Alastair Dalton: Full steam ahead as Scots rail travel grows

Tickets for the Flying Scotsman's Scottish trips in May sold out in 90 minutes on Monday. Picture: PA
Tickets for the Flying Scotsman's Scottish trips in May sold out in 90 minutes on Monday. Picture: PA
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A resurgence of steam train travel is stoking huge interest, but it must be properly developed to maximise the potential benefit for Scotland.

The lure of steam engine-hauled trips has the power to attract both tourists and people otherwise wedded to their cars, adding further to the country’s impressive growth in rail travel.

The return of Flying Scotsman to its old stamping ground of the east coast main line yesterday brought thousands to the tracksides.

Tickets for the locomotive’s Scottish trips in May sold out in 90 minutes on Monday.

That follows ScotRail operator Abellio saying it had been taken by surprise that the “biggest story” about its plans for its franchise which started last year was that for steam.

The firm ran a series of sold-out trips on the newly-opened Borders Railway last September and October which sold out again when extra carriages were added.

The initiative has built on the success of the Jacobite steam service between Fort William and Mallaig, which originated under British Rail 32 years ago and has been a magnet for Harry Potter fans as the nearest thing to the fictional Hogwarts Express.

In addition, there are burgeoning steam railways across Scotland, including the Aviemore-based Strathspey Railway, which celebrated its most successful year in 2015 and plans to extend north to Grantown-on-Spey.

The Scottish Railway Preservation Society, which runs the Bo’ness and Kinneil Railway and trips across Scotland, also announced record figures last month.

However, I’m told running steam trains on the rail network is a very tricky business, involving lengthy negotiations for space on the ever-busier tracks, and to ensure the latest stringent safety requirements are met.

According to independent regulators, Britain’s railways are the safest in Europe, with the last passenger to be killed on a train an unprecedented nine years ago this week.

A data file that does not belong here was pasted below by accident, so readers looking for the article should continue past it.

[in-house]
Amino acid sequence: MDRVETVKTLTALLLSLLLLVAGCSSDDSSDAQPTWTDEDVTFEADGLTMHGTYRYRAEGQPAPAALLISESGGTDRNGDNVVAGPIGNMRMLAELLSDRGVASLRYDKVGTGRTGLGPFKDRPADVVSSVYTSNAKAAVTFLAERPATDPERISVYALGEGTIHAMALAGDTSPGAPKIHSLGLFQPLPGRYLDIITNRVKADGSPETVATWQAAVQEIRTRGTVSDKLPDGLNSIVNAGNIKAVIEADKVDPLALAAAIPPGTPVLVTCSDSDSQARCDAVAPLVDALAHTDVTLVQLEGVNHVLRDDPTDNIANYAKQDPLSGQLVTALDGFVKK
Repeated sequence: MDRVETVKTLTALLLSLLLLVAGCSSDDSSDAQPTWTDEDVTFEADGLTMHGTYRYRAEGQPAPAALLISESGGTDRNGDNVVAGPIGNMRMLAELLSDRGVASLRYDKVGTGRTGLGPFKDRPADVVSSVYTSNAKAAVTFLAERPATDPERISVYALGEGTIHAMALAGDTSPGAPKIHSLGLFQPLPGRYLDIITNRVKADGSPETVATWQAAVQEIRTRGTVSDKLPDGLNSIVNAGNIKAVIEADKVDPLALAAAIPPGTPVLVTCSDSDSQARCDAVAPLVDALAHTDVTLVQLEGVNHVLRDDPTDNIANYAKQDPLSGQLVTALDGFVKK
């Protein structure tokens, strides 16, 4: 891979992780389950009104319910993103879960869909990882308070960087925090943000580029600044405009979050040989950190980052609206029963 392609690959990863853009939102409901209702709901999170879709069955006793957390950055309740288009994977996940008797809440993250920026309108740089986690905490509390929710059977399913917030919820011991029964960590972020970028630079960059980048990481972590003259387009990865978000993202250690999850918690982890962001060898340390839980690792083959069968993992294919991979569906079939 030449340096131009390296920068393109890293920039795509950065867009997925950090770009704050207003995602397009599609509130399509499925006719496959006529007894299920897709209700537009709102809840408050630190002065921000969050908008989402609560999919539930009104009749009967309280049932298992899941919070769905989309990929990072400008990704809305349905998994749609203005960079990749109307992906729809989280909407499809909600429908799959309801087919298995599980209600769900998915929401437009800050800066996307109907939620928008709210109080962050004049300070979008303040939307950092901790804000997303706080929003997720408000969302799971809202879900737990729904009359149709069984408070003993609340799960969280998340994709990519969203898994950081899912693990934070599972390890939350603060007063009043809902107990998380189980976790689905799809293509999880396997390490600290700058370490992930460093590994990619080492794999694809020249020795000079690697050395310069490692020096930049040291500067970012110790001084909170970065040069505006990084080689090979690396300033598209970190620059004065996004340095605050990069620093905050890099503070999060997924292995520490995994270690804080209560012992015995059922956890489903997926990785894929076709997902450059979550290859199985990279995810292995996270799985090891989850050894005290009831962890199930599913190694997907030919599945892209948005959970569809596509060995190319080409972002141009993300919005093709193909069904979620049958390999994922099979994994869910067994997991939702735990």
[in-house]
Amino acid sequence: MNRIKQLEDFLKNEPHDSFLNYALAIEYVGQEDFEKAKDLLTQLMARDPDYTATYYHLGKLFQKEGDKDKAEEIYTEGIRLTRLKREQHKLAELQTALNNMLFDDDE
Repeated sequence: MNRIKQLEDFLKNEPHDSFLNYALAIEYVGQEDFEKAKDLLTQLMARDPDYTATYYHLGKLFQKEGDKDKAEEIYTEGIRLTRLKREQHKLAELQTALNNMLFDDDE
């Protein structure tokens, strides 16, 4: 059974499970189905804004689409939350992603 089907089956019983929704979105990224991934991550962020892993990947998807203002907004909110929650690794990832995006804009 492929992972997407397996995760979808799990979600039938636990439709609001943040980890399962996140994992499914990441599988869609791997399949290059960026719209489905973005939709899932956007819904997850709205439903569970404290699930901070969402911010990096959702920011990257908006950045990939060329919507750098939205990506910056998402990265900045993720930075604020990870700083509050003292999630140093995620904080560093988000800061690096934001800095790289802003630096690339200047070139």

It’s even more reason to ensure steam trains and their decades-old carriages operate safely on a network that has never carried so much traffic.

However, that has been threatened by Britain’s largest steam firm – and Jacobite operator – West Coast Railways (WCR) being served with what’s seen as the industry’s most damning-yet warning when it was banned from the network last week for a series of incidents in England.

All WCR trains were also halted last year following a previous incident, but the ban was subsequently lifted in time for the Jacobite to start on time. The episode caused major problems for ScotRail, which had planned to use WCR for its inaugural steam trips last summer in the Highlands.

However, two months later, even after ScotRail found another operator, The Scotsman revealed that tickets for the excursions were being sold on a discount website at half price to fill empty seats. That came amid industry concern at the lack of promotion of the trips, especially since the market had previously been dominated by tours from England.

ScotRail is still devising this year’s programme, but expect the Borders Railway to be included again. Observers believe trips during the Edinburgh Festival would be a winner.

Pretty much everyone will benefit if steam takes off, heightening Scotland’s rural appeal to tourists and natives alike. So it’s vital we get it right.